A problem with communicating human genetic history

1 minute read

Vincent Plagnol in Genomes Unzipped last month wrote about a bad example of public communication of population genetics and DNA ancestry testing: “Exaggerations and errors in the promotion of genetic ancestry testing”.

One thing we have done in Genomes Unzipped is to report on what is on the market for consumers interested in getting information about their genetic data. While we have found generally positive things to say about this market, there are also many exaggerated claims especially when it comes to making inferences about an individuals ancestors from direct-to-consumer genetics companies. An example came up last summer with a BBC radio 4 interview of Alistair Moffat of Britains DNA. This post will discuss the scientific basis of some of the claims made in the interview.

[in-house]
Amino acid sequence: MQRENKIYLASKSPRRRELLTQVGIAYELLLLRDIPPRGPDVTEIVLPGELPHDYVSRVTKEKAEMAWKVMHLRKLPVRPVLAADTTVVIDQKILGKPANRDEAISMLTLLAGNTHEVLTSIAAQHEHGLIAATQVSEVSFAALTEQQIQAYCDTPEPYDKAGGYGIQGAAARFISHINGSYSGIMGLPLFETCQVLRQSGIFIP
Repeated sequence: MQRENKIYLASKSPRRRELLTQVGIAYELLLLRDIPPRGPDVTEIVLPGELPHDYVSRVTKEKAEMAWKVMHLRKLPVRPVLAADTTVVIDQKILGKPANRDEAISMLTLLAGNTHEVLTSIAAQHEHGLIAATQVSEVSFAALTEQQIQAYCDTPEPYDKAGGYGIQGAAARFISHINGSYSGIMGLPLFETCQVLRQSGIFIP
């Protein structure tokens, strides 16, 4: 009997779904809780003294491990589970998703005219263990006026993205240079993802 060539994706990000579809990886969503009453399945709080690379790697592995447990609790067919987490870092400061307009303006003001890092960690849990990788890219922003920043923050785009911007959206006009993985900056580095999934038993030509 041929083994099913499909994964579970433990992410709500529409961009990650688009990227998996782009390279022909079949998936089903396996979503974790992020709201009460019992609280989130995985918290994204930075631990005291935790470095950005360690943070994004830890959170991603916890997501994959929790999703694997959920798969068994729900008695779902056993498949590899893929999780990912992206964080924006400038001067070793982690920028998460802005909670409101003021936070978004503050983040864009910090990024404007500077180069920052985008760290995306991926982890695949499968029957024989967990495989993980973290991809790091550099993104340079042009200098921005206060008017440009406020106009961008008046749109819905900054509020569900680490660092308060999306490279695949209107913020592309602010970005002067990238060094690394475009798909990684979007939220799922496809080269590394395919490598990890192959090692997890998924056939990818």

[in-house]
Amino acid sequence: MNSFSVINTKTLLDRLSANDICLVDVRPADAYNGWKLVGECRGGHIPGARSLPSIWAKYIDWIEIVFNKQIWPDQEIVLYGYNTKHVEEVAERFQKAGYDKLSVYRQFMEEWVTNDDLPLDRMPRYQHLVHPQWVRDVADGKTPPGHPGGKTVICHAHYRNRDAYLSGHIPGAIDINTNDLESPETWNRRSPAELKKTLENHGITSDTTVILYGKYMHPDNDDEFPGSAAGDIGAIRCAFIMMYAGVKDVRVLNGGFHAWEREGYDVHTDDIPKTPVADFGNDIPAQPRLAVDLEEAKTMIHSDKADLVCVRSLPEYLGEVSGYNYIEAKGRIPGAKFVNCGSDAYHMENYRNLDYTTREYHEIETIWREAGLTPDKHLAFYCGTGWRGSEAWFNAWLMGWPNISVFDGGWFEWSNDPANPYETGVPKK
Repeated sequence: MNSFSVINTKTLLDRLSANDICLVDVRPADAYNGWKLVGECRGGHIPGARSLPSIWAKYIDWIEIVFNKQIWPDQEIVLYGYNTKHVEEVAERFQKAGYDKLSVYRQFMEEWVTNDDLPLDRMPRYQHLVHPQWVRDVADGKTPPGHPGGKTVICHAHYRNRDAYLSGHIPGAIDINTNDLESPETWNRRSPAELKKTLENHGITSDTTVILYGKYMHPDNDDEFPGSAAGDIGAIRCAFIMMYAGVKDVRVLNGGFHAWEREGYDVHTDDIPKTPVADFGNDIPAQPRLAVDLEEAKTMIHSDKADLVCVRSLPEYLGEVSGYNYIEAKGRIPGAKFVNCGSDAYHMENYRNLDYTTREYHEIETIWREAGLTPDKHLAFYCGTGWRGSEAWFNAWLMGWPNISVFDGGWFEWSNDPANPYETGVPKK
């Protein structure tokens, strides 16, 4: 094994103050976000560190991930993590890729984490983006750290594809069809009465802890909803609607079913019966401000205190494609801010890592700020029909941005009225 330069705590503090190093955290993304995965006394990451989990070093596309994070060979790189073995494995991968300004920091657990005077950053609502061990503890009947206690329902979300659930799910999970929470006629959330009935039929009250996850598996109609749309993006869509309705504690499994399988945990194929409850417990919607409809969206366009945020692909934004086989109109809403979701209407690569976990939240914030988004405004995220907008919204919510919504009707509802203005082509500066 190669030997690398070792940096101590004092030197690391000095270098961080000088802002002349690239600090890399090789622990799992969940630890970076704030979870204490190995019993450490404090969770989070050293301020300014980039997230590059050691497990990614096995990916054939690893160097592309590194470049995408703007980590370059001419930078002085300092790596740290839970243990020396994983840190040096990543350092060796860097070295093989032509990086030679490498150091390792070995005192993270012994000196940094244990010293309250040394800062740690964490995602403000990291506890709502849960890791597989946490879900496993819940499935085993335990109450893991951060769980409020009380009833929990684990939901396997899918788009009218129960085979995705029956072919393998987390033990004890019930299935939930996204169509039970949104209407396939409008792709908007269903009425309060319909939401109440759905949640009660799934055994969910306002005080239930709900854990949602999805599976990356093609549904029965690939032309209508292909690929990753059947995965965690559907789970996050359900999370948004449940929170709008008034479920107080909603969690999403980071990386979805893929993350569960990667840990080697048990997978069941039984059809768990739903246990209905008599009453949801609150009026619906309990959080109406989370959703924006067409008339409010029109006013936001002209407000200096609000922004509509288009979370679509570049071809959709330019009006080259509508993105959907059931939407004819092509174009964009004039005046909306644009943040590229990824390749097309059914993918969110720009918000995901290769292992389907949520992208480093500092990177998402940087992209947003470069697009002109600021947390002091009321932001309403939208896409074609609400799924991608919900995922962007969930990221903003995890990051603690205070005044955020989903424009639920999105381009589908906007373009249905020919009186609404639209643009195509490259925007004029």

Now, Genomes Unzipped has published a response from Jim Wilson, chief scientist of BritainsDNA: “Response to ‘Exaggerations and errors in the promotion of genetic ancestry testing’”.

The two posts are a useful example of the problems communicating human population history and human variation. We know that 10-year-old descriptions of human mtDNA phylogeography are wrong. But those descriptions are still out there, with people assuming they are close to correct, and companies selling the “information” about where their customers’ mtDNA came from 50,000 years ago.